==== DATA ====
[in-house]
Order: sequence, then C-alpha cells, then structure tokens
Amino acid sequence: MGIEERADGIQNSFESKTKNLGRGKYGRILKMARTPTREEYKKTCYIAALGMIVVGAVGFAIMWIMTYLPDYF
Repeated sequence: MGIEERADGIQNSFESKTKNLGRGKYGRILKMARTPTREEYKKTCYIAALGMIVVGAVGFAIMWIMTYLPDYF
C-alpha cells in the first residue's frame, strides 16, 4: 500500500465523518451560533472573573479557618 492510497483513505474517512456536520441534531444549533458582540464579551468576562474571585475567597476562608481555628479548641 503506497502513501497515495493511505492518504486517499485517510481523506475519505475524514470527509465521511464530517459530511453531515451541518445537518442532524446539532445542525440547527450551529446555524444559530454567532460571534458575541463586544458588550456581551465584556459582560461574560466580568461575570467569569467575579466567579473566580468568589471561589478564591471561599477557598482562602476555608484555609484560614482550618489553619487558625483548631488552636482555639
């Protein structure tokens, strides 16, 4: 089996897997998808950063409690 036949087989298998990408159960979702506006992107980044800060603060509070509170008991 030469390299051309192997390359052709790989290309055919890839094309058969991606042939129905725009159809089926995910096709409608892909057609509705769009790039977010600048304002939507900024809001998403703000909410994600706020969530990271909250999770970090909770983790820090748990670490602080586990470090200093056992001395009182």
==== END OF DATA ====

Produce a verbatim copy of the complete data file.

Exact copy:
[in-house]
Order: sequence, then C-alpha cells, then structure tokens
Amino acid sequence: MGIEERADGIQNSFESKTKNLGRGKYGRILKMARTPTREEYKKTCYIAALGMIVVGAVGFAIMWIMTYLPDYF
Repeated sequence: MGIEERADGIQNSFESKTKNLGRGKYGRILKMARTPTREEYKKTCYIAALGMIVVGAVGFAIMWIMTYLPDYF
C-alpha cells in the first residue's frame, strides 16, 4: 500500500465523518451560533472573573479557618 492510497483513505474517512456536520441534531444549533458582540464579551468576562474571585475567597476562608481555628479548641 503506497502513501497515495493511505492518504486517499485517510481523506475519505475524514470527509465521511464530517459530511453531515451541518445537518442532524446539532445542525440547527450551529446555524444559530454567532460571534458575541463586544458588550456581551465584556459582560461574560466580568461575570467569569467575579466567579473566580468568589471561589478564591471561599477557598482562602476555608484555609484560614482550618489553619487558625483548631488552636482555639
């Protein structure tokens, strides 16, 4: 089996897997998808950063409690 036949087989298998990408159960979702506006992107980044800060603060509070509170008991 030469390299051309192997390359052709790989290309055919890839094309058969991606042939129905725009159809089926995910096709409608892909057609509705769009790039977010600048304002939507900024809001998403703000909410994600706020969530990271909250999770970090909770983790820090748990670490602080586990470090200093056992001395009182």